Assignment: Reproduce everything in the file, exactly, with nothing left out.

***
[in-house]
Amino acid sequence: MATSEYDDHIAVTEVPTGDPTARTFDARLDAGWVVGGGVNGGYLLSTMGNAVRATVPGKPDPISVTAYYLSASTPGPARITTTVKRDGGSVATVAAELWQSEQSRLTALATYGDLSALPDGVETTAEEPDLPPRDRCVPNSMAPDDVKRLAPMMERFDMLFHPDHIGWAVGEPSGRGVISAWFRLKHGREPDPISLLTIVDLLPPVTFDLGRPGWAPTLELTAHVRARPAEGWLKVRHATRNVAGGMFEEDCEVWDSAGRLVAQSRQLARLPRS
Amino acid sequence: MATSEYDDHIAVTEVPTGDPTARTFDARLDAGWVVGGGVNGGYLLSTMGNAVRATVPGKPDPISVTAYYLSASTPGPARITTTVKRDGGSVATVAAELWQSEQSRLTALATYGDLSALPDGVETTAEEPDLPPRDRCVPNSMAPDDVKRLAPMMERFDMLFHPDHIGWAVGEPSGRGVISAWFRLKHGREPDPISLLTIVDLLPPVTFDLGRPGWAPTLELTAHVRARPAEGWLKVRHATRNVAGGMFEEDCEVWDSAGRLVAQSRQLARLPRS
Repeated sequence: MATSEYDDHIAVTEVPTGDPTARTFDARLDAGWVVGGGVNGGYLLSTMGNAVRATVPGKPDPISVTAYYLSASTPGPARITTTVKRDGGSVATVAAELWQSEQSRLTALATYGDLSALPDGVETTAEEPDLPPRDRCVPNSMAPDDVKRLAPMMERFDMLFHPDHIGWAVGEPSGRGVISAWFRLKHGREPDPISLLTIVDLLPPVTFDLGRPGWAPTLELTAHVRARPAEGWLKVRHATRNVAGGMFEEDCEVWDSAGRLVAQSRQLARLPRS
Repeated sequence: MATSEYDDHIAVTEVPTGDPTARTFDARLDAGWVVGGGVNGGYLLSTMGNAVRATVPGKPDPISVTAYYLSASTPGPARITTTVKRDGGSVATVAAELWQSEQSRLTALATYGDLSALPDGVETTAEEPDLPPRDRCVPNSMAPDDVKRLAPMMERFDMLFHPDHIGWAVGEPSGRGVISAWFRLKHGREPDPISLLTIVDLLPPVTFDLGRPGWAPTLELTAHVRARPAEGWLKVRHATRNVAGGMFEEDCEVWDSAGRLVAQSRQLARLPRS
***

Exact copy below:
[in-house]
Amino acid sequence: MATSEYDDHIAVTEVPTGDPTARTFDARLDAGWVVGGGVNGGYLLSTMGNAVRATVPGKPDPISVTAYYLSASTPGPARITTTVKRDGGSVATVAAELWQSEQSRLTALATYGDLSALPDGVETTAEEPDLPPRDRCVPNSMAPDDVKRLAPMMERFDMLFHPDHIGWAVGEPSGRGVISAWFRLKHGREPDPISLLTIVDLLPPVTFDLGRPGWAPTLELTAHVRARPAEGWLKVRHATRNVAGGMFEEDCEVWDSAGRLVAQSRQLARLPRS
Amino acid sequence: MATSEYDDHIAVTEVPTGDPTARTFDARLDAGWVVGGGVNGGYLLSTMGNAVRATVPGKPDPISVTAYYLSASTPGPARITTTVKRDGGSVATVAAELWQSEQSRLTALATYGDLSALPDGVETTAEEPDLPPRDRCVPNSMAPDDVKRLAPMMERFDMLFHPDHIGWAVGEPSGRGVISAWFRLKHGREPDPISLLTIVDLLPPVTFDLGRPGWAPTLELTAHVRARPAEGWLKVRHATRNVAGGMFEEDCEVWDSAGRLVAQSRQLARLPRS
Repeated sequence: MATSEYDDHIAVTEVPTGDPTARTFDARLDAGWVVGGGVNGGYLLSTMGNAVRATVPGKPDPISVTAYYLSASTPGPARITTTVKRDGGSVATVAAELWQSEQSRLTALATYGDLSALPDGVETTAEEPDLPPRDRCVPNSMAPDDVKRLAPMMERFDMLFHPDHIGWAVGEPSGRGVISAWFRLKHGREPDPISLLTIVDLLPPVTFDLGRPGWAPTLELTAHVRARPAEGWLKVRHATRNVAGGMFEEDCEVWDSAGRLVAQSRQLARLPRS
Repeated sequence: MATSEYDDHIAVTEVPTGDPTARTFDARLDAGWVVGGGVNGGYLLSTMGNAVRATVPGKPDPISVTAYYLSASTPGPARITTTVKRDGGSVATVAAELWQSEQSRLTALATYGDLSALPDGVETTAEEPDLPPRDRCVPNSMAPDDVKRLAPMMERFDMLFHPDHIGWAVGEPSGRGVISAWFRLKHGREPDPISLLTIVDLLPPVTFDLGRPGWAPTLELTAHVRARPAEGWLKVRHATRNVAGGMFEEDCEVWDSAGRLVAQSRQLARLPRS